Plight of Syrian refugees stranded near Jordan border worsens

AMMAN Wed May 29, 2013 12:53pm EDT

A Syrian refugee boy stand outside his family's tent at Al Zaatri refugee camp in the Jordanian city of Mafraq, near the border with Syria, April 30, 2013. REUTERS/ Majed Jaber

A Syrian refugee boy stand outside his family's tent at Al Zaatri refugee camp in the Jordanian city of Mafraq, near the border with Syria, April 30, 2013.

Credit: Reuters/ Majed Jaber

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AMMAN (Reuters) - Thousands of Syrian refugees stranded near the closed border with Jordan, including mothers and babies, are running out of food and many need medical treatment, aid workers and refugees said on Wednesday.

Jordan closed its northern border about 10 days ago after offering refuge to hundreds of thousands of Syrians who have fled violence since the revolt against President Bashar al-Assad's rule began in March 2011.

Syrians trying to enter through unofficial border crossings have also been turned back. Jordanian officials have given no explanation for the closure, according to refugees and aid workers who have had first-hand contact with border authorities.

The kingdom has since allowed only a handful of refugees across. Even civilians seeking medical treatment have been turned back and only critically wounded people have entered, according to aid workers.

Hundreds of refugees from areas as far north as Homs and from violence-torn suburbs of Damascus still arrive daily at the border villages of Nasib and Tel Shehab in southern Syria, a few kilometers from the main routes for entry into Jordan.

YouTube videos have shown refugees including mothers and babies who waited for hours in sweltering heat but were then refused entry by Jordanian army officers.

Frequent shooting from Syrian artillery positions at the official Syrian border crossing close by has prevented large numbers gathering on the frontier, they said.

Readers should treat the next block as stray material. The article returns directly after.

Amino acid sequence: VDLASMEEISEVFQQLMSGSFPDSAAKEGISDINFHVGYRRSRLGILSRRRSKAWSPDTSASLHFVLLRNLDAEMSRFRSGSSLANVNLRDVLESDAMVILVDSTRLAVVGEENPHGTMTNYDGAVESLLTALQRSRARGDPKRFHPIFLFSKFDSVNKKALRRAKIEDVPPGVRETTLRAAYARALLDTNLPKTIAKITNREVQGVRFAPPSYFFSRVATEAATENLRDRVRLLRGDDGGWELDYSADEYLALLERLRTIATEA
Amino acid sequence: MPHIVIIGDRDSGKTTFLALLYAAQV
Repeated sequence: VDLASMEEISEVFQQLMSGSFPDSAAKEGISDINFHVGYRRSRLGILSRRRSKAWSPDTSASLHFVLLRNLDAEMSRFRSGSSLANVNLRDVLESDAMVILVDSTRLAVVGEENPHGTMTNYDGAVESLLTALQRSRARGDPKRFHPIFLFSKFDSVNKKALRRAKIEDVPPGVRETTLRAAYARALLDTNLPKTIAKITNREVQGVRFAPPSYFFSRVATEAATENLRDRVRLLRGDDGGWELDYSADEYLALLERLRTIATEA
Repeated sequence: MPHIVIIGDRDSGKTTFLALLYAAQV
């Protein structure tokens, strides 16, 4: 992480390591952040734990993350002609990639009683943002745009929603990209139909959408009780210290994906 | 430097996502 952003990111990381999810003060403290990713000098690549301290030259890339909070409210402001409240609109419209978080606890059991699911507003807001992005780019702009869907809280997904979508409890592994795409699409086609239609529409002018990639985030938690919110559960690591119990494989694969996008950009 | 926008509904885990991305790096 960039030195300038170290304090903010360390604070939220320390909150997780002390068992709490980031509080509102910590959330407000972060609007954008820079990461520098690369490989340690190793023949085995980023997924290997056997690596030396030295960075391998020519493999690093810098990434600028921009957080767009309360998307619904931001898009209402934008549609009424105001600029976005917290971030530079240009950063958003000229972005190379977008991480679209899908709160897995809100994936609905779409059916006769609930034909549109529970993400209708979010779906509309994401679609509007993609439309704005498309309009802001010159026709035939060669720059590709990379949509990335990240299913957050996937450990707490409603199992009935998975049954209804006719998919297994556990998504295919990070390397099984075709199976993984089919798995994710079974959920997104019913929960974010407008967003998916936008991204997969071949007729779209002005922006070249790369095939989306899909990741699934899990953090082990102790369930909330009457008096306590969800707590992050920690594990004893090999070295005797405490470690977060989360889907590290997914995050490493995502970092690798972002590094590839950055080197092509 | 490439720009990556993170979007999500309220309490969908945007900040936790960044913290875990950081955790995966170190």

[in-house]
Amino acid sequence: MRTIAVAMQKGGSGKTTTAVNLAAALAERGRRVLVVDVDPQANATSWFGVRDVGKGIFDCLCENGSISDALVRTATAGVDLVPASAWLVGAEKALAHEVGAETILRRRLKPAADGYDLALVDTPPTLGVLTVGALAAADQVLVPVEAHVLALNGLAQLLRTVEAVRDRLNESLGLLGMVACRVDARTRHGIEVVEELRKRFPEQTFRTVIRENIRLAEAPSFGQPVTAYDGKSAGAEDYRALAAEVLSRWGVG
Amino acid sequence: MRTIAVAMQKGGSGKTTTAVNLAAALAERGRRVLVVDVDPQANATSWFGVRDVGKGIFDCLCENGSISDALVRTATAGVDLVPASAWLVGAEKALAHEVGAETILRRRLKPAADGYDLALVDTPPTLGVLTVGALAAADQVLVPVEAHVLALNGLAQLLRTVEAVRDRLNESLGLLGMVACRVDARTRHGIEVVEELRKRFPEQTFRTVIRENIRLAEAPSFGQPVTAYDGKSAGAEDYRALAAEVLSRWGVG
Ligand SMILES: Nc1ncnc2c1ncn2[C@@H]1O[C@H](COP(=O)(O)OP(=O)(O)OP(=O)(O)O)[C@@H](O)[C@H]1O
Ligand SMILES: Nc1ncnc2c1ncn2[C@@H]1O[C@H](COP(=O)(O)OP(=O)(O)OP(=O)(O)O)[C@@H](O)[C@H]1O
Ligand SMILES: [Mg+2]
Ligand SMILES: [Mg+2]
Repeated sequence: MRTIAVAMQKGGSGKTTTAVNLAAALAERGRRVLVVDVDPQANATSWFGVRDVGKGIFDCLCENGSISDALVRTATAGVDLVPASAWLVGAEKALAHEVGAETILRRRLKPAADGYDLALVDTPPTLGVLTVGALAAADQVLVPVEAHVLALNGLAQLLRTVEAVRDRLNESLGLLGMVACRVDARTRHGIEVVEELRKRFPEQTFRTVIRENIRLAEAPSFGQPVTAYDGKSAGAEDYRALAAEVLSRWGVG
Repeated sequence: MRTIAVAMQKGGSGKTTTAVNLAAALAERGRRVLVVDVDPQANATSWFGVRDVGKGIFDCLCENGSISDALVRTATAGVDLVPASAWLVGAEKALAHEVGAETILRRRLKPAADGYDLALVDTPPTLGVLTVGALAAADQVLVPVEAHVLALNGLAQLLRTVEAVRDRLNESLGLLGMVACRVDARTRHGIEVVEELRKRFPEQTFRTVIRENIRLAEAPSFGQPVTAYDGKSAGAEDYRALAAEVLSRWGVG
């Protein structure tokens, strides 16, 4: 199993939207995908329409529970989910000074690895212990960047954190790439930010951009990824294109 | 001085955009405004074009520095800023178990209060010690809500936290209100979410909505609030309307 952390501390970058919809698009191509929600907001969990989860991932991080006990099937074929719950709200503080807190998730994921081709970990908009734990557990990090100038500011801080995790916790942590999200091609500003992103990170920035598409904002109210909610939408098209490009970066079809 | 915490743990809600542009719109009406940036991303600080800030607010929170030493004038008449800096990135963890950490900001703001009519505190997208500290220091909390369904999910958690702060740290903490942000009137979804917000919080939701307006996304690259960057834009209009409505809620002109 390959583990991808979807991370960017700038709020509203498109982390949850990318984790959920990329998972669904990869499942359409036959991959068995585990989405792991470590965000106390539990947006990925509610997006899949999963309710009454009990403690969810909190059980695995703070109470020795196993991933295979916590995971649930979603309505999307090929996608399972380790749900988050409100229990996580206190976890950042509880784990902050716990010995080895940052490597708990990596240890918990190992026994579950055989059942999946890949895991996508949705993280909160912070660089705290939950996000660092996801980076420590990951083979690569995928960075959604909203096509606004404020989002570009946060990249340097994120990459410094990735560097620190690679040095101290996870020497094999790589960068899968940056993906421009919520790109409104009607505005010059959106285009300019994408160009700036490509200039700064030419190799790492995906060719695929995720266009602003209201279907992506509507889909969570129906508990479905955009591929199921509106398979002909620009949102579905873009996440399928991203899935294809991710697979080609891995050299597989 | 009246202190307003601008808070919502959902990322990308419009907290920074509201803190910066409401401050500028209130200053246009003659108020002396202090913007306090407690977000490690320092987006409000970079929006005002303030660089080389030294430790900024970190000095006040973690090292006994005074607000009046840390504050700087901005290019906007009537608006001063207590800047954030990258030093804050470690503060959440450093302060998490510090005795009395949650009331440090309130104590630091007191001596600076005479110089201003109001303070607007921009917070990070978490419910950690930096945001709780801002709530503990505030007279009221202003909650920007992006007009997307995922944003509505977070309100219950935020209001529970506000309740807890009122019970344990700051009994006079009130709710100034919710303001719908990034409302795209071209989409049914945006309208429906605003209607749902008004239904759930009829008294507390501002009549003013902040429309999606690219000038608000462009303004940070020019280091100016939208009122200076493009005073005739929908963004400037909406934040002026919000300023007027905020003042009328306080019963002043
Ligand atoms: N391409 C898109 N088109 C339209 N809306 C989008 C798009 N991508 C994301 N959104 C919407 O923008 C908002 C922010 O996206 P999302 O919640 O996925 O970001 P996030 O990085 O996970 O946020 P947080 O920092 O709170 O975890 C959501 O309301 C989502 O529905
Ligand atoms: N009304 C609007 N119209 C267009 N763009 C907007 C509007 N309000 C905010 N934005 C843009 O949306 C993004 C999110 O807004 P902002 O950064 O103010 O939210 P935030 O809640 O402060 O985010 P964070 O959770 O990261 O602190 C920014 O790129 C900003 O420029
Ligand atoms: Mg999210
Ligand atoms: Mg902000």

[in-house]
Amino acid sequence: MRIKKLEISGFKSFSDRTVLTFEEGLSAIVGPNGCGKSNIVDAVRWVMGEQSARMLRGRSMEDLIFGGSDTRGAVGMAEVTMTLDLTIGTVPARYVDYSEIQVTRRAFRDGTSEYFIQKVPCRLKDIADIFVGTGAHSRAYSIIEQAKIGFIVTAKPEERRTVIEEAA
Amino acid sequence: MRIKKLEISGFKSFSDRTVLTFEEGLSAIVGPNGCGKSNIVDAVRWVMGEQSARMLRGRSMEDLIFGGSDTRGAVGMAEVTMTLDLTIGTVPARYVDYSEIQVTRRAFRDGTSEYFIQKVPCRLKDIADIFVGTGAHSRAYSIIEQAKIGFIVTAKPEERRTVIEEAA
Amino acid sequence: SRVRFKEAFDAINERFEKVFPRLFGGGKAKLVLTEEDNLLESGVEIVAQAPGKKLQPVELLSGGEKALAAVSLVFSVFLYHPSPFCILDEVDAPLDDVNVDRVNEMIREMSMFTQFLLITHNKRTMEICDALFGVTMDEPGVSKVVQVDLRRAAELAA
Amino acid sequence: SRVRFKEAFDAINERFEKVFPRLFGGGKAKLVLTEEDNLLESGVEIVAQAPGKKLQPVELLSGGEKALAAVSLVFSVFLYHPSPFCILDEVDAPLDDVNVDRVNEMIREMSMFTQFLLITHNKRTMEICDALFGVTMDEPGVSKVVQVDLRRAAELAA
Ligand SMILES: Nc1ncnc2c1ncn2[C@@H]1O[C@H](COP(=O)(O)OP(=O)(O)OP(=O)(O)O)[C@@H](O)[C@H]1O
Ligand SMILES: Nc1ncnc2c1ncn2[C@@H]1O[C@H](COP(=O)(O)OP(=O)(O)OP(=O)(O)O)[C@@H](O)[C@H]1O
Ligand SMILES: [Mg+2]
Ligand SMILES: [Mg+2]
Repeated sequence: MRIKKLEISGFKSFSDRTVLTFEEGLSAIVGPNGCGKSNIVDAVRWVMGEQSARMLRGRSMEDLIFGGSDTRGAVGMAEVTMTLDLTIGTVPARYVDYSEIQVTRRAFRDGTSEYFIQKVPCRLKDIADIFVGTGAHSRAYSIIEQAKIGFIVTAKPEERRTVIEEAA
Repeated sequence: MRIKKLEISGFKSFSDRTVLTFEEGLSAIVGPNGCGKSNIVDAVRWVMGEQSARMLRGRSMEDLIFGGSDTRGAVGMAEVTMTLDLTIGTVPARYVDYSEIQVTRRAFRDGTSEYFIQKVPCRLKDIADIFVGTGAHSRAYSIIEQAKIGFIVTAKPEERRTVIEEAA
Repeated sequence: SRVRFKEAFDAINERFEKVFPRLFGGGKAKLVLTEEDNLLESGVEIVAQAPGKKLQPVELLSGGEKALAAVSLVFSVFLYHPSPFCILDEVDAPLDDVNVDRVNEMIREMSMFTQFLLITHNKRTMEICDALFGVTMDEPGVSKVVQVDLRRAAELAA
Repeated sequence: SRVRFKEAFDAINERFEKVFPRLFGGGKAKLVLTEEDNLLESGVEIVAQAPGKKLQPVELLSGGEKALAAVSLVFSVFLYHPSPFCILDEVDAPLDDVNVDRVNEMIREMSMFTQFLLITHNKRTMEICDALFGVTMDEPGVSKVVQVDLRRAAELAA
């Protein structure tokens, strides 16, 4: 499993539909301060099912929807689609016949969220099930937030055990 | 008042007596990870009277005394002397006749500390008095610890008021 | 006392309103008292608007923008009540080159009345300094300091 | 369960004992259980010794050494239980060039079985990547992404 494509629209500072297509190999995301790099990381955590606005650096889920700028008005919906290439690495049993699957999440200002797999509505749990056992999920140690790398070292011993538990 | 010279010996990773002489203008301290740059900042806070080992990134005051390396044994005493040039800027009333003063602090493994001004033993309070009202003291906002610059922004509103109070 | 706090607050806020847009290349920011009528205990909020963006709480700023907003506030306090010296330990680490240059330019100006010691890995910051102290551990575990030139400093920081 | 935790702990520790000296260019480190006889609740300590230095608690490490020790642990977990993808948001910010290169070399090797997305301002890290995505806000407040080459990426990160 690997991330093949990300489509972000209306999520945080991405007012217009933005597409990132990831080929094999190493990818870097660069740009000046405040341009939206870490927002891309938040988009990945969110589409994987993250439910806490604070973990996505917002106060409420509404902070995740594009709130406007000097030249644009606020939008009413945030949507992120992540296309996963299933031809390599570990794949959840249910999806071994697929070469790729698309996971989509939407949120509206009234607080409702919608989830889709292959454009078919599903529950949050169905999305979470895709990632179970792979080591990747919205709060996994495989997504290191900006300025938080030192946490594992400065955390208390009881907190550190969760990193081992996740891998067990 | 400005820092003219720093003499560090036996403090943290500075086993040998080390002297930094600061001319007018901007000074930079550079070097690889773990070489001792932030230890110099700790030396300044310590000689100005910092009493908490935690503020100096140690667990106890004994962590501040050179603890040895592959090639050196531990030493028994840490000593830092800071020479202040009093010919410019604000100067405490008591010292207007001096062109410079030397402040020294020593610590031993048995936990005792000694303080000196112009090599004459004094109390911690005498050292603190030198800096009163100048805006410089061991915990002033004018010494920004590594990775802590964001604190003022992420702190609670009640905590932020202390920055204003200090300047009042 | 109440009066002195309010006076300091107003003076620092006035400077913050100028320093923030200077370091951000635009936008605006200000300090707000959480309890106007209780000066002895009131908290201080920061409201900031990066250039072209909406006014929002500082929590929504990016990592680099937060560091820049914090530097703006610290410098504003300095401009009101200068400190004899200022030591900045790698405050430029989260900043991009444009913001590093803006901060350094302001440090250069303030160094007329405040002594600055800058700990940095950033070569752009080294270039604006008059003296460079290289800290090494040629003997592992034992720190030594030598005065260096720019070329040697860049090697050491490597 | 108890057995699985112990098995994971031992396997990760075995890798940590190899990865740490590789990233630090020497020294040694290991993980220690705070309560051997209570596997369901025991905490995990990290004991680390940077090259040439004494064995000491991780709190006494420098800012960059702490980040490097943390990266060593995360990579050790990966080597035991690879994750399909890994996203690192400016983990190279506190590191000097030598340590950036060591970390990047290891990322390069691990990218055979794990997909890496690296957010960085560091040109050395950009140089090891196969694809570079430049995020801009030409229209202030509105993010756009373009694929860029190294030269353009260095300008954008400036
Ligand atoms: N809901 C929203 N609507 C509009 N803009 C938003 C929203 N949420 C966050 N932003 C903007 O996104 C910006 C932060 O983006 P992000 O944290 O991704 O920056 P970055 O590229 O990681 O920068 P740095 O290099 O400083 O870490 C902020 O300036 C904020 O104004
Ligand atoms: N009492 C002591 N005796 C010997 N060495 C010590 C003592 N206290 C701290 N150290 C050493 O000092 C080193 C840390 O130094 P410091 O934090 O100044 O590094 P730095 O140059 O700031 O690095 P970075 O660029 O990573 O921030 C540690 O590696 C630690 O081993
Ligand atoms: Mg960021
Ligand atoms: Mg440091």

Inhabitants of border villages seeking shelter from the fierce fighting and shelling were now also heading to other villages where relative calm prevails, instead of crossing the border.

Witnesses said the recent arrivals to these border villages had depleted already minimal food supplies and created a growing humanitarian crisis.

Aid workers say Jordan is also reluctant to allow supplies of flour and food into southern Syria, hindering their work.

"What I am doing is something no international aid committee has done," said Samer Hariri, speaking from Nasib. "Nor have they given me money to feed these people. This food is from Nasib and we are a group of volunteers who collect money and food for these people."

Close to 500,000 Syrian refugees out of a total of 1.5 million Syrians have sought shelter in Jordan, and only a fraction of the hundreds of millions of dollars of international aid pledged to help the Syrian refugees has arrived.

The kingdom has received an average of around 1,000 refugees daily since the start of the year.

Jordan has publicly denied it closed the frontier - such an acknowledgement would breach international obligations to keep borders open to refugees, but officials privately say the move signaled it could not absorb any more arrivals.

"There was a need to send a message that the world has failed to pay its dues" to support Jordan, said a senior official who requested anonymity.

U.N. and aid agencies helping the Jordanian authorities have avoided criticizing the kingdom's border move, at a time of mounting economic pressures on its deficit-ridden budget.

UNHCR's head of mission in Jordan Andrew Harper said the growing plight of the refugees showed the need to step up aid support inside Syria, possibly by setting up aid corridors, to relieve the pressure on the kingdom.

"There is a humanitarian need in southern Syria and we need to get support there one way or the other," Harper said.

"If we cannot give assistance to the population in southern Syria then they will have to come into Jordan ... Our objective is to help the Syrian population and at a certain point we have to look at the most practical way of doing it," he said.

Jordanian officials worry that opening the border to a flow of goods into rebel-held areas would anger Syrian authorities who instead insist any aid should be channeled through them.

(Editing by Dominic Evans and Pravin Char)

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Comments (2)
TheNewWorld wrote:
Why are there so many refugees? Could it be that Assad’s forces and the rebels both attack the civillians?

May 29, 2013 2:43pm EDT  --  Report as abuse
Fromkin wrote:
This is propaganda noise. Why didn’t Reurers write emotional articles about the plight of Afghan and Iraki refugees? Syria and Iran took thousands of refugees fron when the US attacked Irak and Afghanistan illegally.

May 29, 2013 3:40pm EDT  --  Report as abuse
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